The NIH further noted that people who ate a plant-based diet had “a lower rate of death due to cardiovascular disease, diabetes, and renal disorders such as kidney failure,” specifically. The numbers also showed that this link was stronger for men than for women.

Although eating a vegan diet provides a lot of benefits, transitioning to a food plan that no longer includes meat can be a challenge for some people. That’s why, in her private practice, von Johnsbach spends her time helping people better adjust to a plant-based diet.

“An individualized diet takes into consideration lifestyle, demands, seasons, and one’s own constitution,” says von Johnsbach. “I love how applying the laws of food energetics can transform the results of a well-rounded vegan diet.”

Tips for Eating a Healthy Vegan Diet

If you’re ready to make this change, von Johnsbach shares that, when she first became a vegetarian, she noticed that she felt cold so she thought vegetarianism wasn’t for her.

“I just didn’t understand what eating dairy does to your body,” says von Johnsbach, “and that if you don’t eat meat, you need to make sure to include greens in your diet, in order to build blood.”

In fact, getting greens in one’s diet is “probably the most important dietary advice I give to friends and clients,” says von Johnsbach. “Chlorophyll-rich foods act as a form of stored sunshine, performing like vitamin D in the body.”

It’s also important to educate yourself on plant-based sources of protein such as quinoa, hempseeds, lentils and almonds, so you are not depriving yourself of this essential nutrient.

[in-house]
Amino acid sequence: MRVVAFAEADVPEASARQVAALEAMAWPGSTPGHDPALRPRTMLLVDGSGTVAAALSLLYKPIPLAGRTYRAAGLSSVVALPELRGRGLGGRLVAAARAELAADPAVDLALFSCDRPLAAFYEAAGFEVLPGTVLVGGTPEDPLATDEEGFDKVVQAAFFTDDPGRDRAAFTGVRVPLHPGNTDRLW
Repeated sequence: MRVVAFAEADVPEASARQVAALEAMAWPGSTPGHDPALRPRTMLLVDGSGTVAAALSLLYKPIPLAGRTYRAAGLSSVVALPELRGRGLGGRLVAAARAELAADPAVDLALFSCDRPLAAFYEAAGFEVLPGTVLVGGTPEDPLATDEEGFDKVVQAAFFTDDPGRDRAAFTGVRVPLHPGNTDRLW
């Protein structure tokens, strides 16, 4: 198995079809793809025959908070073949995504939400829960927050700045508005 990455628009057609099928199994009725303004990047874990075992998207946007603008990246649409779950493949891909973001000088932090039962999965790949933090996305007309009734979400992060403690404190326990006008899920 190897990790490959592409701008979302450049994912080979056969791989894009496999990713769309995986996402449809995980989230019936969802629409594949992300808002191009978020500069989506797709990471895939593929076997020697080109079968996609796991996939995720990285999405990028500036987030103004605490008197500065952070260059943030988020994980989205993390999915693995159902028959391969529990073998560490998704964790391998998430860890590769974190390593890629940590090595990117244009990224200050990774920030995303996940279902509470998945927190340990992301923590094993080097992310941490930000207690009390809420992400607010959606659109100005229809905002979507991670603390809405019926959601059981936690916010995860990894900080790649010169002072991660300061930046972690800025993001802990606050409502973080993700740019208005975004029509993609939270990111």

Von Johnsbach also warns that not all vegan diets are created equal. There are junk vegan diets that include lots of soy, flour, sugar and processed oils, or even GMO [genetically modified organisms] and pesticides. This is not a healthy vegan diet, she says.

After all, French fries, pasta and lollipops can all be vegan but are not wholesome options.

Instead, you want to focus on living, biogenic foods, says von Johnsbach, which means eating more fresh fruits and vegetables (including sea vegetables) and fermented foods. Von Johnsbach calls these nutritional powerhouses, which she believes are life-generating.

Sprouted nuts, seeds and legumes are also important, as she believes “sprouts are the most energy charged, alkaline producing, most life-generating foods available in your kitchen,” says von Johnsbach.

The good news is, “the body will crave nutrient dense, real whole foods when it is given the chance,” says von Johnsbach. “It has nothing to do with willpower.”

And the key to helping your body crave these natural foods is to “stop the refined sugar and refined flour, as these trigger a real addiction cycle in the body,” she says.

About the Author

Christina DeBusk is a freelance writer dedicated to providing readers relevant, research-backed content related to health and wellness, personal development, safety, and small business ownership.